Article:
This book is set out in four modules. In the first module (“Fundamental Matters,” comprising Chapters 2 and 3), we deal with core mechanisms—the economic, psychological, and social factors that determine gender differences in behavior. In the second (“Gender in Markets,” Chapters 46), we discuss how gender plays out in market activities. In the third (“Marriage and Fertility,” Chapters 79), we discuss gender issues pertaining to the economics of marriage and family. And finally, in the last module (“Empowering Women,” Chapters 10 and 11), we discuss what enhances the autonomy of women in their struggle for equality with men. In the rest of this chapter, I outline with a broad brush the sorts of issues that are dealt with in depth in the rest of this book.
When economic outcomes are different for women than for men, not all of these may be due to differences in the constraints they face, the skills they possess, or the discrimination they may encounter. It is conceivable that, in similar circumstances, the economic behavior of women may differ from that of men. For example, in the context of negotiations, Linda Babcock and Sara Laschever (2003) have documented the fact that women, in contrast to men, frequently receive less because they don’t ask for more.3 This can have serious long-term consequences. A lower starting salary would contribute to a substantial wage gap in a few decades even if salaries were to subsequently increase at the same rate. Whether women have different attitudes and behaviors in the economic realm and, if so, whether they respond to the way they are viewed and how this works to their disadvantage, is the subject matter of Chapter 2. In particular, we shall discuss the role of nature and nurture (including socialization) in determining behavior.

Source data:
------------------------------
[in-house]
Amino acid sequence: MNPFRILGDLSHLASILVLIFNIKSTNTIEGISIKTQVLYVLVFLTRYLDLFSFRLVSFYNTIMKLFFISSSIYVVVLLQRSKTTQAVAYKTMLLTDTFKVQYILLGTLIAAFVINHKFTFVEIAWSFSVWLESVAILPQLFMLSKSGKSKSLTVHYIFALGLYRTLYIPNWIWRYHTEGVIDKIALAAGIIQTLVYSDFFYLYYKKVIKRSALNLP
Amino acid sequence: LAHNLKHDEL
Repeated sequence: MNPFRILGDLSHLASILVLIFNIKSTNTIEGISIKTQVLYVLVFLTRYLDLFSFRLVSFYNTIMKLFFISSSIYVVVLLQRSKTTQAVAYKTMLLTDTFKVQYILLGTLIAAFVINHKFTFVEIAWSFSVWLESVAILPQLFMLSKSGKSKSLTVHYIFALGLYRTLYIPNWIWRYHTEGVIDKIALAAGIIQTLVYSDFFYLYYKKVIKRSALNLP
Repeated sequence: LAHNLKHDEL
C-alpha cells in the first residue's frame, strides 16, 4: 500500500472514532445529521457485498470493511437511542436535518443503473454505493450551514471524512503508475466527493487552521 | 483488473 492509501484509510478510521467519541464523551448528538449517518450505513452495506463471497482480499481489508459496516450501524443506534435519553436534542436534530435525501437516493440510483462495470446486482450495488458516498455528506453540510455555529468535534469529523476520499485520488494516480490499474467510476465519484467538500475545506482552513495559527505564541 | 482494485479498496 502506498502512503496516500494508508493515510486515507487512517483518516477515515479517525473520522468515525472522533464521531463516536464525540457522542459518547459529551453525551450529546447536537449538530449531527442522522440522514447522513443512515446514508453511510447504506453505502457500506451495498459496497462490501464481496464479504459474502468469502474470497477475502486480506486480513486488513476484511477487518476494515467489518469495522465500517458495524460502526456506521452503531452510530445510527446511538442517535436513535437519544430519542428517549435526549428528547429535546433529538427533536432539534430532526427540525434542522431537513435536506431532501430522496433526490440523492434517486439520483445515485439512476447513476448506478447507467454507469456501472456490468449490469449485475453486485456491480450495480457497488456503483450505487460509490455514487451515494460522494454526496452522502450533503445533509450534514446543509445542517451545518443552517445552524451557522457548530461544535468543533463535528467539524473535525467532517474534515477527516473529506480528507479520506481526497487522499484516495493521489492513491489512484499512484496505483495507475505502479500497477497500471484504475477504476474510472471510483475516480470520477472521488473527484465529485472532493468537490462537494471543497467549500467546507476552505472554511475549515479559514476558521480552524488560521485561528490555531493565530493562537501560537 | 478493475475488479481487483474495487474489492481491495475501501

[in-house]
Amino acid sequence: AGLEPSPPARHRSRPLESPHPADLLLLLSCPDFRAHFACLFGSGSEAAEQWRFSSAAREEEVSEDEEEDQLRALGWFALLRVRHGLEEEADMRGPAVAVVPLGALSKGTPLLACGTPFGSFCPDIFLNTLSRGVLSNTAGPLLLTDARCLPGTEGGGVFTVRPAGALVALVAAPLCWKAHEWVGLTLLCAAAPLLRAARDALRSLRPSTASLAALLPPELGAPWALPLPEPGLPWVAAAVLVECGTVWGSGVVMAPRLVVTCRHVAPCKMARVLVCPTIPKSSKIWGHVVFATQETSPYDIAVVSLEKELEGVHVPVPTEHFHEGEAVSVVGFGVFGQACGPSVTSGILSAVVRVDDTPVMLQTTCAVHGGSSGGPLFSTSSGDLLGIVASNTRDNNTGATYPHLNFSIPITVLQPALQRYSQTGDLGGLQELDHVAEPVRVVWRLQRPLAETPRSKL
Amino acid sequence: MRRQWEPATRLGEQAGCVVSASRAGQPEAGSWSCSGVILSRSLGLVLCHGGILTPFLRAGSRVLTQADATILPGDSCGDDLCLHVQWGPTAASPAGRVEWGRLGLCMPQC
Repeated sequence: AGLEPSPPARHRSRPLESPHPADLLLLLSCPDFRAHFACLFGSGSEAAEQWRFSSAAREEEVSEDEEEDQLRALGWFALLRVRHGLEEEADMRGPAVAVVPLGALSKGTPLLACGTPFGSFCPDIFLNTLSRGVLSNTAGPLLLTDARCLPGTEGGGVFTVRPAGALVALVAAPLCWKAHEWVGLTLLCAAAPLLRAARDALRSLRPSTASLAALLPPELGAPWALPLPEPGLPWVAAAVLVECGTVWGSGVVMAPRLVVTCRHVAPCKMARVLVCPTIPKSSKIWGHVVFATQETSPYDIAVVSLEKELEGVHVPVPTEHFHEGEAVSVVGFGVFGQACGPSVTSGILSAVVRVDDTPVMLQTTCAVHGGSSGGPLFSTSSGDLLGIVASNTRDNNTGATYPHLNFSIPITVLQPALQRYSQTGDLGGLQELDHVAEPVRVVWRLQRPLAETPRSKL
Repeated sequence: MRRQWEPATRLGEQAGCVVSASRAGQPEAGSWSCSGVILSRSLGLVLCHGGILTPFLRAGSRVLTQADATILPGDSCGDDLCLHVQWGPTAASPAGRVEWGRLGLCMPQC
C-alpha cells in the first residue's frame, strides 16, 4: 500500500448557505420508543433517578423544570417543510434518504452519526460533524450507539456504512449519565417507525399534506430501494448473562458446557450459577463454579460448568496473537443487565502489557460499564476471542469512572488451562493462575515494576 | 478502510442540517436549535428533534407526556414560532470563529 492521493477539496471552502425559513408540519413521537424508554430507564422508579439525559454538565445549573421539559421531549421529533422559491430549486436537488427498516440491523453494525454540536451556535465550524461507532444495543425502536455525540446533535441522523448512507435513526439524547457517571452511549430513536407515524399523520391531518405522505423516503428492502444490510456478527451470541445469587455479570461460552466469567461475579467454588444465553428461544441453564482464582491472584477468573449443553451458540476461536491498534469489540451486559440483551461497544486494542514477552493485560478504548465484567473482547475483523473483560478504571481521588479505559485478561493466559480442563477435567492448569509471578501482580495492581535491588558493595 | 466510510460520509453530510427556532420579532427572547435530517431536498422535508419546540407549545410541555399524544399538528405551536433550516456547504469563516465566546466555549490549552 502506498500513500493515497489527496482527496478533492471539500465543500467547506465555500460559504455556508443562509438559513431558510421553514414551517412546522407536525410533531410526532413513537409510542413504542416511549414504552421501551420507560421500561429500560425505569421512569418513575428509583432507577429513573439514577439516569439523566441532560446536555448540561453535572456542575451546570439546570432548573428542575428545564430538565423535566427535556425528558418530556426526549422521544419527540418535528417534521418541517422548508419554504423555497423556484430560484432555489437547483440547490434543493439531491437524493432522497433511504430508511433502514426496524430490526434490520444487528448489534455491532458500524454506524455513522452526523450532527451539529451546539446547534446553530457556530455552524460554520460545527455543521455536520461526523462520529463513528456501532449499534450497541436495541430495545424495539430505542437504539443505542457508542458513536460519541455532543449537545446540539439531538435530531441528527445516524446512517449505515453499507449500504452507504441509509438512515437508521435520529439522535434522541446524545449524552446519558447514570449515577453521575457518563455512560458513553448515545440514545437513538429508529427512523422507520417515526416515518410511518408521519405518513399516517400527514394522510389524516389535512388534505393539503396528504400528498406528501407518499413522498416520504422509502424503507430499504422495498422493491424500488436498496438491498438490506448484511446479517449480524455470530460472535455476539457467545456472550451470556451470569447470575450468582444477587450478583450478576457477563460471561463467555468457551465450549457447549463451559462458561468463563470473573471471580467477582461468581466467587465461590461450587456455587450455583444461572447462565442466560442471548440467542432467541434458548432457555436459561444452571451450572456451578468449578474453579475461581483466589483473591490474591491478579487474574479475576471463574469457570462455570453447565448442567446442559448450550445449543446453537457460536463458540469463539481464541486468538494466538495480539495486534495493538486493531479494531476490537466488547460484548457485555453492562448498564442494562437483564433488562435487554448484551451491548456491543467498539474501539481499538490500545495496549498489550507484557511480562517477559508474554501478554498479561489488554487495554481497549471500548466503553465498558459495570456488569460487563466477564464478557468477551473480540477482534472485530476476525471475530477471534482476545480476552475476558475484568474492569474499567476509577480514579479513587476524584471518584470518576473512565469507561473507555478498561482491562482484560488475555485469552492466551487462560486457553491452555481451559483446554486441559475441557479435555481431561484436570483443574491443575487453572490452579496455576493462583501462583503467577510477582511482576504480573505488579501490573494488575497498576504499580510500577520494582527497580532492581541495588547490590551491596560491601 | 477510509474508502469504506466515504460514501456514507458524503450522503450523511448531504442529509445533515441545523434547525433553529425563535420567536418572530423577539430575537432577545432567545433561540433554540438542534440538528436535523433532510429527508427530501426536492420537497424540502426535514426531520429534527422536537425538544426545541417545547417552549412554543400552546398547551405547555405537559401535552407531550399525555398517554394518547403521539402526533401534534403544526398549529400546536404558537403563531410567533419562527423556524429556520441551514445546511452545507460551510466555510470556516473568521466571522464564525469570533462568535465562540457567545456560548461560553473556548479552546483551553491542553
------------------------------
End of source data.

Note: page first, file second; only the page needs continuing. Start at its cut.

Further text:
A large part of the gender gap in average wages is due to the fact that, across the world, the top executive positions are occupied mostly by men; relatively few women find their way to the top. See Figure 1.1 for the share of women on the boards of directors of publicly traded companies in the three dozen or so rich countries of the world, which belong to the Organisation for Economic Co-operation and Development (OECD).4 The OECD average, shown in black (as opposed to gray), is a mere 10%. Norway owes its relatively high proportion of women on boards to legislation that mandated a minimum proportion that is very high by OECD standards.